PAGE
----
The electric power required to run an appliance is measured in watts.
The wattage of most appliances or devices is readily available printed onto a label attached to the appliance or from the manufacturers website.
Some appliances, such as water pumps will be rated in amps.
Whatever figure you have available, it is the amps we are interested in when it comes to calculating how long our batteries will last.
We can work out how many amps the appliance will draw from our battery by the simple equation of: amps equals watts divided by volts
AMPS = WATTS/VOLTS
Although our 12V system is actually 12.6V when fully charged we will err on the side of caution and use 12 as the divisor. It’s always better to round up and use worse case scenarios when dealing with batteries!
Once we’ve worked out what our power requirements for each individual appliance are, we then consider how long each appliance will be used for before the next full charge of the battery.
With regard to travelling canal boats, most power audits work on the assumption that energy used overnight can be replaced during the following day.
So let's look at a couple of examples:
A Water Pump
A 12v fresh water pump is rated by the manufacturers’ specification as drawing 4.4 amps.
We have thought about how we are going to use the pump and have estimated it will run for about ½ hour per day.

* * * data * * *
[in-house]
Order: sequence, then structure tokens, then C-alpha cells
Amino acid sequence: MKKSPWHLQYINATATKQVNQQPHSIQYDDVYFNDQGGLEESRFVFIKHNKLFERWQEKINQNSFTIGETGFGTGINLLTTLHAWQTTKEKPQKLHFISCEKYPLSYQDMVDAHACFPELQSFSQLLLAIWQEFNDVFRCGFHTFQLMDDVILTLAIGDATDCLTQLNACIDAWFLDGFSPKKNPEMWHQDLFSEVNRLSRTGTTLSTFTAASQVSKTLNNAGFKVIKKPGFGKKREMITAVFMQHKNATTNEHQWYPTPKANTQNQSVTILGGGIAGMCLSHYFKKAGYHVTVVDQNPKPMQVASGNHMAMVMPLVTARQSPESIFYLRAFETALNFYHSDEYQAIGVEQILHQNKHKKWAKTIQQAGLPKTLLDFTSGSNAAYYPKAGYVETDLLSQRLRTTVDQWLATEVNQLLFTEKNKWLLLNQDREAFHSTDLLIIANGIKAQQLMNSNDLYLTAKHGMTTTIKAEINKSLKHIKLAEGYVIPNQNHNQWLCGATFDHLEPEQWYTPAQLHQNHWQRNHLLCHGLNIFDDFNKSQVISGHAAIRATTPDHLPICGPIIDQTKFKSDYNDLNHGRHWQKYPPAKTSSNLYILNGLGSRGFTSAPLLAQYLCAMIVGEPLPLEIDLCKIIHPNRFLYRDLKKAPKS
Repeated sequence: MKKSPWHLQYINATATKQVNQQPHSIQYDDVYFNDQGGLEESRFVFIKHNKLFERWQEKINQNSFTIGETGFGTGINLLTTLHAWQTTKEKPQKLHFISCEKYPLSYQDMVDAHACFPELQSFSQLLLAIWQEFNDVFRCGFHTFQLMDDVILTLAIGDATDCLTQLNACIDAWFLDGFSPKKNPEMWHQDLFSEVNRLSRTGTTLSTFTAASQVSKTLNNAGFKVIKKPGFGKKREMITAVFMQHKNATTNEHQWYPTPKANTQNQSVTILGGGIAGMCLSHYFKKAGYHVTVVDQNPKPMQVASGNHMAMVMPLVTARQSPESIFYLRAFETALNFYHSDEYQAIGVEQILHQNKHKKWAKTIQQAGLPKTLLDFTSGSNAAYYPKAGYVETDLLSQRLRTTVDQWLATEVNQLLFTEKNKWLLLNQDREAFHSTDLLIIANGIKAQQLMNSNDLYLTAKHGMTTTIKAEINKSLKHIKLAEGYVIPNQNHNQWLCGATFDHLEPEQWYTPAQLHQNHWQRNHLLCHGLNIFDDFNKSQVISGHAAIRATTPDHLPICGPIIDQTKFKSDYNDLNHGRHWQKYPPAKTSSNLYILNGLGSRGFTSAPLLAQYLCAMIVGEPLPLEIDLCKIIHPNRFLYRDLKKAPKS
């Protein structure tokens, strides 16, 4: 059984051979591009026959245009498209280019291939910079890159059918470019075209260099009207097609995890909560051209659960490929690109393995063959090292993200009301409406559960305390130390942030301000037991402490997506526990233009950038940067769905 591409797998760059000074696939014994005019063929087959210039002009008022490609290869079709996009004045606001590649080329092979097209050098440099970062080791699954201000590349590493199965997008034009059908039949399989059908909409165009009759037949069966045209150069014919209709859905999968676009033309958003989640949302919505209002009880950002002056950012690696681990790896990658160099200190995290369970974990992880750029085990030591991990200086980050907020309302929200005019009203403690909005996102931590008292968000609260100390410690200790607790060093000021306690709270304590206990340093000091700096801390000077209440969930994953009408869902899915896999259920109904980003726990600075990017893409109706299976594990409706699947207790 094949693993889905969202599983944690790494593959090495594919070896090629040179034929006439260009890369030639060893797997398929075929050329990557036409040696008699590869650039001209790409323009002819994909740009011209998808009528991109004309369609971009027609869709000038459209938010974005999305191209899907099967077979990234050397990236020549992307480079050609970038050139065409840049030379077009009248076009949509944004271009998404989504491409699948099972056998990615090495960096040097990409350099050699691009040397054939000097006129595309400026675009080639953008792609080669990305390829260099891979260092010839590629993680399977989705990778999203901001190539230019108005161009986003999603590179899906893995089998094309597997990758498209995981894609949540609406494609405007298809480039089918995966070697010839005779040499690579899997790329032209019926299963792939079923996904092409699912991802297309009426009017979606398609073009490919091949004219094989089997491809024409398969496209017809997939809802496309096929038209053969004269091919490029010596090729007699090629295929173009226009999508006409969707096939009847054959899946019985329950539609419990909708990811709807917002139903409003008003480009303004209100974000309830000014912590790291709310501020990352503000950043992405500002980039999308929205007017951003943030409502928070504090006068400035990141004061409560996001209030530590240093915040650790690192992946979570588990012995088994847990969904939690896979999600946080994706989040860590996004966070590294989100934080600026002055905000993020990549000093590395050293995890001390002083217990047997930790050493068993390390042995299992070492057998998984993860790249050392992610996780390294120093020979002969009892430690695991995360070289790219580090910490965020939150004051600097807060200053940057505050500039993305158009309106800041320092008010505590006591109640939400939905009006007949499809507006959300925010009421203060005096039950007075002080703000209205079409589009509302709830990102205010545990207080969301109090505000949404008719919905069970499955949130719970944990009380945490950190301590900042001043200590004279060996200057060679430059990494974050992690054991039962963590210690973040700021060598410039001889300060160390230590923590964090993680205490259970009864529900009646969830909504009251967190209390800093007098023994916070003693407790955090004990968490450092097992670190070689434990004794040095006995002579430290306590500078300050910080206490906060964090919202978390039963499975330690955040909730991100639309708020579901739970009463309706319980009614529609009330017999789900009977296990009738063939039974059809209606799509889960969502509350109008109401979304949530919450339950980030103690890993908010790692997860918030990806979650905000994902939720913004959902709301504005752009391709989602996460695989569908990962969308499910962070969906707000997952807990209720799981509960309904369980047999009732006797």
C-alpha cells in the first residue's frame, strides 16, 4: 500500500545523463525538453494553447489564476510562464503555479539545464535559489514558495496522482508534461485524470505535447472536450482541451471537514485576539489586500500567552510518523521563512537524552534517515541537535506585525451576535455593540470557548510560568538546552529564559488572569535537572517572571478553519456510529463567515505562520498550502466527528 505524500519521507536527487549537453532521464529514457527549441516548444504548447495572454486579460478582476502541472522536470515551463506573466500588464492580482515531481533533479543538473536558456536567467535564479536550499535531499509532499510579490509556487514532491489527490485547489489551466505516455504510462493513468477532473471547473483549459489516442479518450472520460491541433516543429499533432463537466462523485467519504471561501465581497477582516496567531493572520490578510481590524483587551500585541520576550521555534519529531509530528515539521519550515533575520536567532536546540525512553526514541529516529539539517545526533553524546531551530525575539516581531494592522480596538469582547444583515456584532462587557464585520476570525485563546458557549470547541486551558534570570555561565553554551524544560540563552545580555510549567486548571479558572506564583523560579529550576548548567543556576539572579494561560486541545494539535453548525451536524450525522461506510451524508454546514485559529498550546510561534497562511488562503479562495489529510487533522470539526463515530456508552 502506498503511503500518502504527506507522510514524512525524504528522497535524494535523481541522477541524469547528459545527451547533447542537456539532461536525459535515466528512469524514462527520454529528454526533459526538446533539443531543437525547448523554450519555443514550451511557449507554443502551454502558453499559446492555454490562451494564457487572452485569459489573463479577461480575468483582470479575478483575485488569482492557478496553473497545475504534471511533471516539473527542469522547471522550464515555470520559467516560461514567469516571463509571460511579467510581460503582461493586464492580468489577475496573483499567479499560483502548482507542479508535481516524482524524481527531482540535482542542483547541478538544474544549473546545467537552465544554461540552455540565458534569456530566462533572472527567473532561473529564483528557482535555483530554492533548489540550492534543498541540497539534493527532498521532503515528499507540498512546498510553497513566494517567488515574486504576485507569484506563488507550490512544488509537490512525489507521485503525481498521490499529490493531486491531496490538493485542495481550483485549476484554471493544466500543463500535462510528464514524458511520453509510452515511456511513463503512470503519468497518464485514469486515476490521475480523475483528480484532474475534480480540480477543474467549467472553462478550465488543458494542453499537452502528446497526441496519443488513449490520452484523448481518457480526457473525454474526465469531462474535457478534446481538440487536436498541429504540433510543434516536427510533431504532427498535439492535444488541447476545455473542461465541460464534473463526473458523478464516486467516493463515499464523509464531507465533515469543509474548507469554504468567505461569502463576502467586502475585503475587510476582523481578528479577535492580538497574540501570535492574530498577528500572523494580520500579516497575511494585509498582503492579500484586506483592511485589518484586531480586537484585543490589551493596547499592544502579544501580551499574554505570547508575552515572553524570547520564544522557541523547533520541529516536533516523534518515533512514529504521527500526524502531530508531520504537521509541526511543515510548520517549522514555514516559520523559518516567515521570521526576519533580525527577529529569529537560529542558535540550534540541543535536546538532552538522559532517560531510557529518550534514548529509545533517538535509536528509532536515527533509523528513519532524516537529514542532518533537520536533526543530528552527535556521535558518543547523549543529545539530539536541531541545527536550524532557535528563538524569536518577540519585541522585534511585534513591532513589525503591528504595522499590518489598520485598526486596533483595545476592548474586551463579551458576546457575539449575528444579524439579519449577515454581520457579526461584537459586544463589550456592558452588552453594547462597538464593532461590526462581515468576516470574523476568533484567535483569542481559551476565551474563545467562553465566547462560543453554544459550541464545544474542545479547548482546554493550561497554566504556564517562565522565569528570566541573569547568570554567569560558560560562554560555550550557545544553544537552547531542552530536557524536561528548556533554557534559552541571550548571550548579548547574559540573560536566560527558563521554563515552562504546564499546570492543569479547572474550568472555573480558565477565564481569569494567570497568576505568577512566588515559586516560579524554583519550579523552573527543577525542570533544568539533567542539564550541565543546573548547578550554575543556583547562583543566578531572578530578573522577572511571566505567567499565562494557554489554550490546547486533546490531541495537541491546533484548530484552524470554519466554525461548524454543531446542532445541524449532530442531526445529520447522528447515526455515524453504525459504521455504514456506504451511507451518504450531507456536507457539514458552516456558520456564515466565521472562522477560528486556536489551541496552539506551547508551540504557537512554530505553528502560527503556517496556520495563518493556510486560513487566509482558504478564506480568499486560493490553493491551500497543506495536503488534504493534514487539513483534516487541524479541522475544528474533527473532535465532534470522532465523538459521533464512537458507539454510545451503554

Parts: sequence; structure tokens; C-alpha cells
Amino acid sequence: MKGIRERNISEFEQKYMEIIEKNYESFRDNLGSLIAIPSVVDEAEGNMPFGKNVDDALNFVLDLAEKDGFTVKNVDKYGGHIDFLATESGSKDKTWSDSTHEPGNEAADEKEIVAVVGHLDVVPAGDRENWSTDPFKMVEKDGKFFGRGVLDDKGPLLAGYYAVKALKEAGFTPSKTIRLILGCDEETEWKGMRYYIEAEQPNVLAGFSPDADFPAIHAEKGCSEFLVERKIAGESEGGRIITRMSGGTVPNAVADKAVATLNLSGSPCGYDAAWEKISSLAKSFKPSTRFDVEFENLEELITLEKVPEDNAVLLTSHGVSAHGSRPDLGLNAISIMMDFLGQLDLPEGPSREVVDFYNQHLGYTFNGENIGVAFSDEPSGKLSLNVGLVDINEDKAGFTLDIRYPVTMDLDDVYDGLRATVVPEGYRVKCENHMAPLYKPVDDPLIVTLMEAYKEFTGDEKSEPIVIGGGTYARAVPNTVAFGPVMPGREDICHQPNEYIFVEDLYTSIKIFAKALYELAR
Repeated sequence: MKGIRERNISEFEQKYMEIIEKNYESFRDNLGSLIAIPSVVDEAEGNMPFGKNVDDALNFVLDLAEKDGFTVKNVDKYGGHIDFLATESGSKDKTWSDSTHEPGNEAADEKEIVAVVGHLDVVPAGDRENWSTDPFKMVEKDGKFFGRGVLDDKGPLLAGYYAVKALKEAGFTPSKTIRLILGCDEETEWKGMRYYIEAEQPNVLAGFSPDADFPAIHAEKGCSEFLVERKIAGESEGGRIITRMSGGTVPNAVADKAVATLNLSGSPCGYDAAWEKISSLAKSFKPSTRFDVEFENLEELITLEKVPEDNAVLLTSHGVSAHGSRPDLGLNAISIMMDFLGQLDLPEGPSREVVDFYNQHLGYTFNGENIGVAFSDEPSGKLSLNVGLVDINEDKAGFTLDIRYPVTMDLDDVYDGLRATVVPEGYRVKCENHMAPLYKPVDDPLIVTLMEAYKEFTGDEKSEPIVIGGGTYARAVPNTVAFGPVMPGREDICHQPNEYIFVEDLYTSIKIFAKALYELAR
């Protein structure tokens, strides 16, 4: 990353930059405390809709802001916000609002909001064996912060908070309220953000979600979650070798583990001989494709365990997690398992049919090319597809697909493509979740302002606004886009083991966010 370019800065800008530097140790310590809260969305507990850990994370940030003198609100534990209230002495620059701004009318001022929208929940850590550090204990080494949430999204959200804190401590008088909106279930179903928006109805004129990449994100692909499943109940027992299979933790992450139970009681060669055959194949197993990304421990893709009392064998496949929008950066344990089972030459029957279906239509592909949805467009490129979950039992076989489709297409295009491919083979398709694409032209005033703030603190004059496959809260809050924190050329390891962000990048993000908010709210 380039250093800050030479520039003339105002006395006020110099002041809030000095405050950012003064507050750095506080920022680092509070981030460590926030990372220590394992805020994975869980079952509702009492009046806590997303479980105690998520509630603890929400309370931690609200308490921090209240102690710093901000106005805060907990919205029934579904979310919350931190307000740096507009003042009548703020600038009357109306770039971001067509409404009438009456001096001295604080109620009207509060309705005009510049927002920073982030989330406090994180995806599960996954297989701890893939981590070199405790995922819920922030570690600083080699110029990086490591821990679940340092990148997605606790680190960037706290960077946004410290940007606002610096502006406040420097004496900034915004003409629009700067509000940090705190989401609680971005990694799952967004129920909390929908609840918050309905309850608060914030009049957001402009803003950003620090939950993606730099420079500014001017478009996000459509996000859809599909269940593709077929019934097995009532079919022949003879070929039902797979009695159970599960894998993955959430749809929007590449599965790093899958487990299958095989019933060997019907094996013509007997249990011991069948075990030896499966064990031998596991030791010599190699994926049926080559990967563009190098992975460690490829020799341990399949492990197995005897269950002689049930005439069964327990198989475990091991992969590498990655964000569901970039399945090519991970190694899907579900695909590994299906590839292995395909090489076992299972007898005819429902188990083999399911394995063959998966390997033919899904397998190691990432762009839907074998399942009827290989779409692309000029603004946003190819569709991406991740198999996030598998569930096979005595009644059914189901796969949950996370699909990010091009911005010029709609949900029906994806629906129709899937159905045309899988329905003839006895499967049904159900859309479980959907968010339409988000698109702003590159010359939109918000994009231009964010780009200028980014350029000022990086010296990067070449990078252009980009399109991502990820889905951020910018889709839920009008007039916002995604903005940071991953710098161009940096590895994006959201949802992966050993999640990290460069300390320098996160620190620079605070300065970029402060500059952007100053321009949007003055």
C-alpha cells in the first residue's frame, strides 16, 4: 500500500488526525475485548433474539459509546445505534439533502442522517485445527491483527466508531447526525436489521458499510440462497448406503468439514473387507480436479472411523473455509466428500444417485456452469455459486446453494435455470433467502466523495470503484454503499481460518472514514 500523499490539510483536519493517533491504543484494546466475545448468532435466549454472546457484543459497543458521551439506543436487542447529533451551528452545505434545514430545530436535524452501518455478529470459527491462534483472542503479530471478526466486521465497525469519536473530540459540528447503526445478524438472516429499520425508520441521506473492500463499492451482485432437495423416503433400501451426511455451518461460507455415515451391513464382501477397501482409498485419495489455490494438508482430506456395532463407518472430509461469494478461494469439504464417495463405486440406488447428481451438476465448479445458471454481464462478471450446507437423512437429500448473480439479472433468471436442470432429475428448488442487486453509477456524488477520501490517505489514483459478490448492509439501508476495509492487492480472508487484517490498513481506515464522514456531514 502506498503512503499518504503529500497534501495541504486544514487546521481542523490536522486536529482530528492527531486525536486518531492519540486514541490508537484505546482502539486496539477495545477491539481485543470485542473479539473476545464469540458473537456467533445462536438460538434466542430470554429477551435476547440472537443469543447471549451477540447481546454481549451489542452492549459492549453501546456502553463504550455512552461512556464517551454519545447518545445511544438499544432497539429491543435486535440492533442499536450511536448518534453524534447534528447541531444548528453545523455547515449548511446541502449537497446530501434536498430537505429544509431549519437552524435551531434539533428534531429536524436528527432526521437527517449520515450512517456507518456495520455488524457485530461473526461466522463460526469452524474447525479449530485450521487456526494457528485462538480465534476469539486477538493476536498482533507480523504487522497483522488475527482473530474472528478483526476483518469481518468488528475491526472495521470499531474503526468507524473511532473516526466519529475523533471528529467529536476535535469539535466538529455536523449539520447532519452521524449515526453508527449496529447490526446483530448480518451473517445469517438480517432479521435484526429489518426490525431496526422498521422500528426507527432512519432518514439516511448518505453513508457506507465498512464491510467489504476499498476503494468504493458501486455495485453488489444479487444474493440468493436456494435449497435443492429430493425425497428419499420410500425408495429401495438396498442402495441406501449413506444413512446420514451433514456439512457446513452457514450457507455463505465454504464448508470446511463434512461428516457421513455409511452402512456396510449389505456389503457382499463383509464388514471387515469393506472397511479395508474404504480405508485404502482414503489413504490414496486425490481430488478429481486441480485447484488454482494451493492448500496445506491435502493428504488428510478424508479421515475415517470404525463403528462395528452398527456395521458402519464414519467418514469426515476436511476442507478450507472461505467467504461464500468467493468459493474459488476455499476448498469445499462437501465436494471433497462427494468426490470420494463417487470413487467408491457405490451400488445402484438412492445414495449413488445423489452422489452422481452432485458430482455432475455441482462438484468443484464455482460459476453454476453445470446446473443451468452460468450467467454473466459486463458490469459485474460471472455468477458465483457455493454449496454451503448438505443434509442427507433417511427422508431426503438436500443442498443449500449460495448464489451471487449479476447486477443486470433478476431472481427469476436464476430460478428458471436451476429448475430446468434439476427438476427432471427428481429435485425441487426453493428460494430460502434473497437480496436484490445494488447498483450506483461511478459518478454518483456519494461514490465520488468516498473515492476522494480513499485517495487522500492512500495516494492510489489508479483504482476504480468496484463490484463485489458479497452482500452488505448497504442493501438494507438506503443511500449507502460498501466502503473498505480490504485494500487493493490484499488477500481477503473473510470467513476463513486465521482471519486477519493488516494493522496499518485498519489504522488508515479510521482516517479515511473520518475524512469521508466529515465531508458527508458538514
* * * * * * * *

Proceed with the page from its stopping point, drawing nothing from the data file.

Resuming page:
To work out how many amp hours the pump will consume we multiply the running hours, in this case .5, by the rating of the pump.
So our pump will draw 4.4 x .5 or 2.2 amp hours per day from our battery bank.
A 12VDC compressor driven fridge/freezer
We are looking at installing a new compressor fridge. The manufacturer states in the specifications that the fridge will draw between 4 and 6 amps depending upon ambient temperature. Let’s say an average of 5 amps is reasonable. Lower at night maybe but higher in the heat of a summer day
We will be running our fridge for 24 hours per day.
Therefore your 12v fridge will consume 24 x 5 or 120 amp hours per day from our battery bank.
If we are regularly cruising for 6 of those 24 hours then we need only be concerned for the 18 left (theoretically).
So we can look towards an average of 18 x 5 or 90 amp hour consumption.
A good quality leisure market compressor freezer will draw approximately the same.
A 12VDC LED TV
A good quality 12VDC TV will consume around 40 watts or just over 3 amps per hour. 5 hours viewing will need a capacity of 15 amp hours in the battery bank.
We have created a basic sheet for you to download and jot down all your appliances and corresponding ratings.
Click here for a downloadable power audit sheet